Thursday, June 23, 2005

Rewind to 1971: 'Indians are bastards anyway'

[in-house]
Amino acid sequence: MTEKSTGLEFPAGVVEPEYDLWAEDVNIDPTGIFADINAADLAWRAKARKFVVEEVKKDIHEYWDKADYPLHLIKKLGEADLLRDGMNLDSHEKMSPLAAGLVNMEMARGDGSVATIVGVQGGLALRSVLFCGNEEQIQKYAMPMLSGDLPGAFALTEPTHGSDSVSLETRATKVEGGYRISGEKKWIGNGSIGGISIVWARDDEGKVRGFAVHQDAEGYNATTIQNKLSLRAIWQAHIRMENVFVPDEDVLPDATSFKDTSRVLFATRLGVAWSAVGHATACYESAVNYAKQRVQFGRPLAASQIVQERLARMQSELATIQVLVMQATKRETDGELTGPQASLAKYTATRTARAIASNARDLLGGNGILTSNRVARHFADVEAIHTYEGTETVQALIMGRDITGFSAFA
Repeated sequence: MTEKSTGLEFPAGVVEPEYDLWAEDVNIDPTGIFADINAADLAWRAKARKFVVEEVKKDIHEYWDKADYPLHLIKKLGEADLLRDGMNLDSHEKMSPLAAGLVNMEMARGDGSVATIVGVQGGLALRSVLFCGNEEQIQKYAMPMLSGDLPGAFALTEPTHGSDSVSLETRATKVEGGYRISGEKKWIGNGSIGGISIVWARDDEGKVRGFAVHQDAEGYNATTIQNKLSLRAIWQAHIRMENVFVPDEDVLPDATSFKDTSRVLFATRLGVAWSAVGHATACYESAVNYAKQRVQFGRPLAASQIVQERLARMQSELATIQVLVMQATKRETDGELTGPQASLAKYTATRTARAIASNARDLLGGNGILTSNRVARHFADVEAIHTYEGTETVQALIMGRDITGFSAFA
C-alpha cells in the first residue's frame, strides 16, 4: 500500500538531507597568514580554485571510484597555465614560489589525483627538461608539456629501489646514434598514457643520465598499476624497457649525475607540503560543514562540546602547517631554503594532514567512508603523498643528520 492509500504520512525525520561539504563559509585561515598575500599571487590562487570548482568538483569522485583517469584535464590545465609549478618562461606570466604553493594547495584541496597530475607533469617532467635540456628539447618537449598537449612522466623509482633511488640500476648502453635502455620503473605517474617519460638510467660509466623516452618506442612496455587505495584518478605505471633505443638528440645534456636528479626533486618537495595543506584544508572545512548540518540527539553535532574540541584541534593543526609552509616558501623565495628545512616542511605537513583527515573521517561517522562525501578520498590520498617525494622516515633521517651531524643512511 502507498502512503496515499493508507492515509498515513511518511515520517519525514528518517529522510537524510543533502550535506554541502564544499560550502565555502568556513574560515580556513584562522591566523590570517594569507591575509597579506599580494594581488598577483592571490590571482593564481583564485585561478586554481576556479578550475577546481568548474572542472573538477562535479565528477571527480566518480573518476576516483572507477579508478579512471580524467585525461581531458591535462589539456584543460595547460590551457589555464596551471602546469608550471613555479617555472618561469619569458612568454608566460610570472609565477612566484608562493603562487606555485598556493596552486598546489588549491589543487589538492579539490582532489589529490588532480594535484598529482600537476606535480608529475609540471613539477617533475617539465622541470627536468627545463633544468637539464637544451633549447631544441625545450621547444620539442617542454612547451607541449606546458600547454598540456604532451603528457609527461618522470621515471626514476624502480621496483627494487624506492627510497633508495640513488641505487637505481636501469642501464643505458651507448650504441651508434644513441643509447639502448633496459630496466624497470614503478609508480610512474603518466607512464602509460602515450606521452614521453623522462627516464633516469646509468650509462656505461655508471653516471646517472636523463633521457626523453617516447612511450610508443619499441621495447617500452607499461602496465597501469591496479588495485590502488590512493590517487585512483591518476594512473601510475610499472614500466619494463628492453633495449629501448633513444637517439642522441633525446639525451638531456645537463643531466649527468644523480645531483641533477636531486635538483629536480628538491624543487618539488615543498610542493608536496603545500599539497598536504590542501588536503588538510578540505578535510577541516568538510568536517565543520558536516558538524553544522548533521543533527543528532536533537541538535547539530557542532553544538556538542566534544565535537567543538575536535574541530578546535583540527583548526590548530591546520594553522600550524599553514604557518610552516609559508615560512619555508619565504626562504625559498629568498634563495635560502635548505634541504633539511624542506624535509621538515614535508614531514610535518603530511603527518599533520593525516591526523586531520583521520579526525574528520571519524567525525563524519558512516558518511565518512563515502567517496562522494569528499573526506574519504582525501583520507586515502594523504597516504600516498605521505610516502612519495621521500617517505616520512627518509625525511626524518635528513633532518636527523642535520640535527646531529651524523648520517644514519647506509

Indians are "a slippery, treacherous people", said president Richard Nixon. "The Indians are bastards anyway. They are the most aggressive goddamn people around," echoed his assistant for national security affairs, Henry Kissinger. The setting: a White House meeting on July 16, 1971, during the run-up to the India-Pakistan war which ultimately led to the birth of Bangladesh, erstwhile East Pakistan. The US State Department recently declassified some of the Nixon White House tapes and secret documents that bring to light the way in which the Nixon administration went about the Bangladesh saga, reflecting the potential of mindsets and personal equations taking precedence over ground realities in White House decisionmaking. In 1971, some 3 million people are estimated to have been killed in the genocide unleashed by Pakistan's military government on East Pakistan, leading to a rush of refugees into India, drawing India into a swift and decisive war that eventually forced Pakistan's hand. But all along, the Nixon administration sided with the military establishment of Pakistan over democratic India because of Nixon's "special relationship" with Pakistan's handsome military dictator, General Yahya Khan, and his uncontrolled revulsion at the "old witch" Indira Gandhi, India's then prime minister.

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